Documentaries on wildlife and natural habitats have apparently become a coveted genre in the over-the-top video market.
Media giant Discovery and the BBC reportedly are pooling resources to launch a subscription streaming video service offering subscribers access to their combined wildlife and natural history content, according to The Financial Times, which cited sources familiar with the situation.
The move follows Netflix signing a multiyear deal with James Honeyborne, creator and executive producer of the award-winning documentary series “Blue Planet II,” to produce new nature and science series.
Honeyborne’s BBC work includes the BAFTA-winning “Big Blue Live” and the Emmy-nominated series “Wild New Zealand.” He was also the series producer of “Africa.” Honeyborne, who trained as a biologist, has overseen some 35 films during his time as an executive producer at the BBC’s Natural History Unit.
FT reported that Discovery (which owns HGTV, Food Network, DIY Network, ID, TLC and Animal Planet, among others) would own the unnamed streaming service, with the BBC licensing its library of natural history programming, including content presented by David Attenborough.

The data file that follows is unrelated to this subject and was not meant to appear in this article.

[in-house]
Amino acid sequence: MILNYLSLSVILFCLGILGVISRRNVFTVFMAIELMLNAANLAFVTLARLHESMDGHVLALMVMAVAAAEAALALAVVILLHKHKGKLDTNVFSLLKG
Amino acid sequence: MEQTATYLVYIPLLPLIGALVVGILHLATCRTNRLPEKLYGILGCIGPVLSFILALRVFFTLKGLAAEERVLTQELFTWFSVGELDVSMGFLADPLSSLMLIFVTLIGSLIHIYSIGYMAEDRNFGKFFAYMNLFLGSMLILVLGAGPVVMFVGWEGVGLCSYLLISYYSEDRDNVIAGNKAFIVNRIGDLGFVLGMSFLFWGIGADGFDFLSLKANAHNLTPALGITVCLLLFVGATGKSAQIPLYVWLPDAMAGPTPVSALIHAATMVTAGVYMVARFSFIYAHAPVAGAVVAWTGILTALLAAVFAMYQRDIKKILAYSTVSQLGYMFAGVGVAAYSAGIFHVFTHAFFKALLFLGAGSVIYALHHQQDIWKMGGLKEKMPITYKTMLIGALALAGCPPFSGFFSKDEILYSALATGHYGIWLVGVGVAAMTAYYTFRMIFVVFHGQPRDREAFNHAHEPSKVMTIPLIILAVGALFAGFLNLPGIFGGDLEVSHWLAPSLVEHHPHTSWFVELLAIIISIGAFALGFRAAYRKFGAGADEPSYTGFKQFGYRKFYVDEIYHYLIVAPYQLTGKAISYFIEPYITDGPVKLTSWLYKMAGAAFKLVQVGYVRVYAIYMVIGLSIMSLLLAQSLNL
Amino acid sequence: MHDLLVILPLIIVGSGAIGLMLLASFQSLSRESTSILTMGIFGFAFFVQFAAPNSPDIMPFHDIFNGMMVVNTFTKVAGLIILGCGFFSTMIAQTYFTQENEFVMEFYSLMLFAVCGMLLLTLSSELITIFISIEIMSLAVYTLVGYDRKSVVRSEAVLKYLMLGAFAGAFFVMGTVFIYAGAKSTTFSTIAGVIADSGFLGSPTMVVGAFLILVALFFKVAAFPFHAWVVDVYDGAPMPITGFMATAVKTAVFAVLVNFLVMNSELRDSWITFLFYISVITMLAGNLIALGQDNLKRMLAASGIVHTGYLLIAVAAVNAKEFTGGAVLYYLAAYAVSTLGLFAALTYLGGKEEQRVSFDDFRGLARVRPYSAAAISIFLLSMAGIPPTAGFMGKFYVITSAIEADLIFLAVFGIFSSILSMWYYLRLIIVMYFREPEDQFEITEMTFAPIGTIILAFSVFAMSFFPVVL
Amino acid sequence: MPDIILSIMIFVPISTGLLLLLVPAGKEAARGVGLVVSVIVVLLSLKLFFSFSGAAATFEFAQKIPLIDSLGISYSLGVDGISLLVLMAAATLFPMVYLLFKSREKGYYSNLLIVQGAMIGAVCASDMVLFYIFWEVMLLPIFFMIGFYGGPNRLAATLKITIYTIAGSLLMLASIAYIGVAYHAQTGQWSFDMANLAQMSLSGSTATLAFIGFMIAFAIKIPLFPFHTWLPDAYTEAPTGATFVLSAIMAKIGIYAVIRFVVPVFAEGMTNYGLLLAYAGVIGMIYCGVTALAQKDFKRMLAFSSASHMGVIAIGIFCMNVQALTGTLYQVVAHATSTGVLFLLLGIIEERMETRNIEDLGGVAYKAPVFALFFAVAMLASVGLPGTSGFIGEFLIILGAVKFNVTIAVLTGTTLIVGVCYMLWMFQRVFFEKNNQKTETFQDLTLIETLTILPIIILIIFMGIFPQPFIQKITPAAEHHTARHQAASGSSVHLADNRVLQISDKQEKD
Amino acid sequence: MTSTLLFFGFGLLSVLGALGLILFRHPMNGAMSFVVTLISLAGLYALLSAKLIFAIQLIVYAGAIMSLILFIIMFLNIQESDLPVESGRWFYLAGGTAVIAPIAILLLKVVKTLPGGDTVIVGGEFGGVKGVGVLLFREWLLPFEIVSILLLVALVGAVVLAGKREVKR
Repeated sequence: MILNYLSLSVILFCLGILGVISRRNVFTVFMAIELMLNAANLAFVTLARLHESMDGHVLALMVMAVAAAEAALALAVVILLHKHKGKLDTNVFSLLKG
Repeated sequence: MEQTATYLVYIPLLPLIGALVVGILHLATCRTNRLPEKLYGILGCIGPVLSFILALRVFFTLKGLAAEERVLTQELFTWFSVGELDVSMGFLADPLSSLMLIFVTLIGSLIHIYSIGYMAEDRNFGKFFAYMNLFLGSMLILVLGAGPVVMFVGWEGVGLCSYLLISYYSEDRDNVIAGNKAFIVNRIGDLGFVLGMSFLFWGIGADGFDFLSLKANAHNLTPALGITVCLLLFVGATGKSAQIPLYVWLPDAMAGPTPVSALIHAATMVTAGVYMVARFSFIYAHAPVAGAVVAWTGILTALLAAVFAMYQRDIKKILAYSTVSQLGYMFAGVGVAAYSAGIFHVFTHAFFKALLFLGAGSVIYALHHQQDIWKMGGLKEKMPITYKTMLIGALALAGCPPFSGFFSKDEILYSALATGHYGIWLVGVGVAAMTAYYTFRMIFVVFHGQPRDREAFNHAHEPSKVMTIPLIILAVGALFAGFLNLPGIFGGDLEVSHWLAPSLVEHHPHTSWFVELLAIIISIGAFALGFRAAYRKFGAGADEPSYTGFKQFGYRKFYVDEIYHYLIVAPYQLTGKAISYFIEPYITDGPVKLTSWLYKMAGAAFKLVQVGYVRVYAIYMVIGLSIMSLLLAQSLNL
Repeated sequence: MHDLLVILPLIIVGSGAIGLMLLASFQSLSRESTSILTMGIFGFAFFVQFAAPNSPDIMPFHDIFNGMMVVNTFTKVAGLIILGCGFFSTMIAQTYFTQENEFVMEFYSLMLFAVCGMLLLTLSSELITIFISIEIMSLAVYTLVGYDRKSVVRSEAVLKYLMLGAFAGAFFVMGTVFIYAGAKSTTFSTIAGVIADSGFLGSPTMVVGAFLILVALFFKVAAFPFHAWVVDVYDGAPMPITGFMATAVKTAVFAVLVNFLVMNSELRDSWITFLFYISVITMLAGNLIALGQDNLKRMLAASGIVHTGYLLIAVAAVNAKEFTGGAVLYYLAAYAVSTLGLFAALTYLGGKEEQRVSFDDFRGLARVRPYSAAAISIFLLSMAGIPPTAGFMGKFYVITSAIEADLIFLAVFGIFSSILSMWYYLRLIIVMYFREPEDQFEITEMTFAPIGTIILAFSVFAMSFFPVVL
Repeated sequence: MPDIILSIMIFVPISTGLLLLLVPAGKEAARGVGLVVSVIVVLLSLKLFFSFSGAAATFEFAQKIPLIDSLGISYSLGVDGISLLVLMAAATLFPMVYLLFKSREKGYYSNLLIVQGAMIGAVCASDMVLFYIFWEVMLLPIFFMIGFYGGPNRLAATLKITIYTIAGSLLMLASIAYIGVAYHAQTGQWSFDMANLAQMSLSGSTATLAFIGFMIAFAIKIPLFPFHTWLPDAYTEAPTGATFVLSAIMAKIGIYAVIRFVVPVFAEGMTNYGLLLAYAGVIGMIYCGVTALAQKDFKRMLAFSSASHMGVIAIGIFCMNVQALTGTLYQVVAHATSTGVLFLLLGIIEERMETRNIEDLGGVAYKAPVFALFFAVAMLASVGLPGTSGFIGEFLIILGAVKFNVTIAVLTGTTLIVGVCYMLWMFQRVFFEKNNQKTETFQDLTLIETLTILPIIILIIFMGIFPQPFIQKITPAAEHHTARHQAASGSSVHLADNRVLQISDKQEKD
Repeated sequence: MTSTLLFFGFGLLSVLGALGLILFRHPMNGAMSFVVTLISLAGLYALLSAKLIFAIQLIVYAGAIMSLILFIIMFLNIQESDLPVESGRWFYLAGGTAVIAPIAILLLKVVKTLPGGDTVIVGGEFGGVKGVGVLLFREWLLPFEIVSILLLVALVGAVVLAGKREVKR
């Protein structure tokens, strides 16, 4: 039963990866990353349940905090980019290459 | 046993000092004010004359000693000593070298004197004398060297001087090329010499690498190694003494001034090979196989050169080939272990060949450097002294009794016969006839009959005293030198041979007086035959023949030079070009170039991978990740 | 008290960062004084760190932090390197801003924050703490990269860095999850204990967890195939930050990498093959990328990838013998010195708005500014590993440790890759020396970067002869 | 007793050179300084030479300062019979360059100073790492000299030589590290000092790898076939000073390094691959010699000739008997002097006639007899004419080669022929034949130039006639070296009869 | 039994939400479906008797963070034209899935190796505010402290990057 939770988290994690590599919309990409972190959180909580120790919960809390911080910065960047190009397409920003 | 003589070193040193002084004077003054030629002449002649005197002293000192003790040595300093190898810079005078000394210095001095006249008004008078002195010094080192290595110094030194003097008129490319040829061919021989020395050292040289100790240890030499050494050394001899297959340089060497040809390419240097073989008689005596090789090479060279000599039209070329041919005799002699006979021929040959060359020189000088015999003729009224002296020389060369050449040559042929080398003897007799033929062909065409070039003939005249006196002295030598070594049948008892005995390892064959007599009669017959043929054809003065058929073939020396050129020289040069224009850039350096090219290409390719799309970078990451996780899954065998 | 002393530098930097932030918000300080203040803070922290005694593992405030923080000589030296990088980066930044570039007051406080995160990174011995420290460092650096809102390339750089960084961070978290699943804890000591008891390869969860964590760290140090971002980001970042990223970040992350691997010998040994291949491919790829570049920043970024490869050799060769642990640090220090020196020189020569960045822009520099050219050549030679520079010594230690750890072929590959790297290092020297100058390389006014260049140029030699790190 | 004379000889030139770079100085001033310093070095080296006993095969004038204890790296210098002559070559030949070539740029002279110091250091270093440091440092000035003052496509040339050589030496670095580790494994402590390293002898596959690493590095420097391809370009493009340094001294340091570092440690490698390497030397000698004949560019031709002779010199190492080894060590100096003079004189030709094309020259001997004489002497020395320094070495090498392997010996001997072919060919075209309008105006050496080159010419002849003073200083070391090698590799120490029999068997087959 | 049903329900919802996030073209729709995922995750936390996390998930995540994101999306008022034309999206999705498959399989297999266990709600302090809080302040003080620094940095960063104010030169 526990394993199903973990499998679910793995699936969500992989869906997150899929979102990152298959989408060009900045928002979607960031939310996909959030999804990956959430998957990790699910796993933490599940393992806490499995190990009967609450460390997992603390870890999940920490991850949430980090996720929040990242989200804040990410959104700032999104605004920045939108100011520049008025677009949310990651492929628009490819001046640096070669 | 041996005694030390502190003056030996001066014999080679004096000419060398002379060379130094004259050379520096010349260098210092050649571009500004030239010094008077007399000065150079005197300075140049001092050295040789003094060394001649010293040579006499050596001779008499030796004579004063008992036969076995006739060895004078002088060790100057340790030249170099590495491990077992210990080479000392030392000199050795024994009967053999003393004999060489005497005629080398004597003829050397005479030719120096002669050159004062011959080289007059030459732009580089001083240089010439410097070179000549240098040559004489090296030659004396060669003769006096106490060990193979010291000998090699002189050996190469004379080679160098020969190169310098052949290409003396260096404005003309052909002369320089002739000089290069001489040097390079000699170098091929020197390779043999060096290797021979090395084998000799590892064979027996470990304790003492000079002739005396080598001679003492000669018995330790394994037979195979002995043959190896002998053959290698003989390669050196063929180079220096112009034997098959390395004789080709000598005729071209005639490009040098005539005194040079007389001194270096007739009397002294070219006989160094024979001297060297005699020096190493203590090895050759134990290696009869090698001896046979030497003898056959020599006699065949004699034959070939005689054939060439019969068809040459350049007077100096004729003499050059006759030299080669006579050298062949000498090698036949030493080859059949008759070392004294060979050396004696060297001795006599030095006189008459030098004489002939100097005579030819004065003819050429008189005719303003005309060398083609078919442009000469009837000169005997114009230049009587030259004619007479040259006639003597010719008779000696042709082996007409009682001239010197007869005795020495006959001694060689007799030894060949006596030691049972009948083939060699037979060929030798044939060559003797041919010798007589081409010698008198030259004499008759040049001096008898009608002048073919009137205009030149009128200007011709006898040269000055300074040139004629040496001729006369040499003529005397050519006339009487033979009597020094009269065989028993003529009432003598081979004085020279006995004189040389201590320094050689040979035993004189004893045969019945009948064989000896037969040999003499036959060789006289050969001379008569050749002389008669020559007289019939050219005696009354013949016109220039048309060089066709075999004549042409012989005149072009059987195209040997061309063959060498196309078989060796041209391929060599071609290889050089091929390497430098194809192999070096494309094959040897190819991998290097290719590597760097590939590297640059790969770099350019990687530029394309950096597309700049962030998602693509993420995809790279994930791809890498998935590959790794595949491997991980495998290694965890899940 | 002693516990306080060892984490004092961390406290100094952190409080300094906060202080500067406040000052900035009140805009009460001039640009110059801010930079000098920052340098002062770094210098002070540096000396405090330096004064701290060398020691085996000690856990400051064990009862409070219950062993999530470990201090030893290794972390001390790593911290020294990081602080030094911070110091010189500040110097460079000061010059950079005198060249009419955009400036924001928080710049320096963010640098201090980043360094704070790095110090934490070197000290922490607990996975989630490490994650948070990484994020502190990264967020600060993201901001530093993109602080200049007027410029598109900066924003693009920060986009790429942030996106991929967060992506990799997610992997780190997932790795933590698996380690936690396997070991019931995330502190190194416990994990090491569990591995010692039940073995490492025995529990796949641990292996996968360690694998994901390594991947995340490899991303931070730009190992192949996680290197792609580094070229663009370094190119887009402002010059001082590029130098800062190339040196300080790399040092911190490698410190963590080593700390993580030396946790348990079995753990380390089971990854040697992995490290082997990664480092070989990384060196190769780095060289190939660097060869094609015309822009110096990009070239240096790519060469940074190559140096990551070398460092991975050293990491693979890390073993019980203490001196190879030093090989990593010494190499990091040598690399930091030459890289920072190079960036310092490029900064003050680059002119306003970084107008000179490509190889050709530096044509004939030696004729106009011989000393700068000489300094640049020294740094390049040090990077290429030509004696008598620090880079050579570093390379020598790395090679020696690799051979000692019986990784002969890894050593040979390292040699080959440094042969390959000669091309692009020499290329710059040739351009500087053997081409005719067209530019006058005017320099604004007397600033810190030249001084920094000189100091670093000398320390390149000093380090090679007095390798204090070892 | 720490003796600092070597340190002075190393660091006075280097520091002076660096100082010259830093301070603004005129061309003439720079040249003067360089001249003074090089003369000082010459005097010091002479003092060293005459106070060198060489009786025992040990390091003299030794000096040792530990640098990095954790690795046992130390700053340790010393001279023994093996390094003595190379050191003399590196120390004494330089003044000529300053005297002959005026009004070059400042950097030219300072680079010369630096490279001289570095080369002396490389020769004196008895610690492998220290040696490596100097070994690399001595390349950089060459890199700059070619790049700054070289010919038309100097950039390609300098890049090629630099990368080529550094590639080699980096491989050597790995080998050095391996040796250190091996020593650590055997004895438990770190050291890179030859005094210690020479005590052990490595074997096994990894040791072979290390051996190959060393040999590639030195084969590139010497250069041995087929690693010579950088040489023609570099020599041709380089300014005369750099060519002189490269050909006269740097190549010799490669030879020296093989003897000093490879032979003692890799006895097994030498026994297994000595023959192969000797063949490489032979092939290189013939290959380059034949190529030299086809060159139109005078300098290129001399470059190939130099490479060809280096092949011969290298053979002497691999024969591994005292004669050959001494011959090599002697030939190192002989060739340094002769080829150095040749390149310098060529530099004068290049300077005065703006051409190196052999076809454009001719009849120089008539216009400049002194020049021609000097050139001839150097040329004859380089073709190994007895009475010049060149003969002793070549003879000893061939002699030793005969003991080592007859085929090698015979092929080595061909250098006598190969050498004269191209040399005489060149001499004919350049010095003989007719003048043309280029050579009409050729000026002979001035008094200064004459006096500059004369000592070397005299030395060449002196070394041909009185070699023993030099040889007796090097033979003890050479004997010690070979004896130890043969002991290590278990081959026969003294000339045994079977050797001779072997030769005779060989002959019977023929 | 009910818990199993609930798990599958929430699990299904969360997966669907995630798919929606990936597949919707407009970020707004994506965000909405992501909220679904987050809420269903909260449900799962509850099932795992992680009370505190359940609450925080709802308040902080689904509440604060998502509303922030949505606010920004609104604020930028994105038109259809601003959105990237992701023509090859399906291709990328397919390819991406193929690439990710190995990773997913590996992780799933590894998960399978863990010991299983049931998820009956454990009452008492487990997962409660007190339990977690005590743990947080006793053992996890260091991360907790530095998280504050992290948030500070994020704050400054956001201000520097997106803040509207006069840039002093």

Indeed, Discovery Feb. 7 announced the commission of a new wildlife conservation documentary from BBC Studios’ Natural History Unit. “The Red List” is the first non-BBC commission for the British Broadcasting Corporation.
The two-hour doc follows the challenges of wildlife conservationists across the globe as they work to compile a comprehensive record of the state of the world’s wildlife.
“The Red List,” run by the International Union for the Conservation of Nature, aims to give viewers a glimpse inside the worldwide effort to bring endangered species back from the brink of extinction.
“This third-party commission from Discovery heralds a new dawn for BBC Studios and is a really exciting moment in the history of the BBC,” Mark Linsey, director, BBC Studios, said in a statement.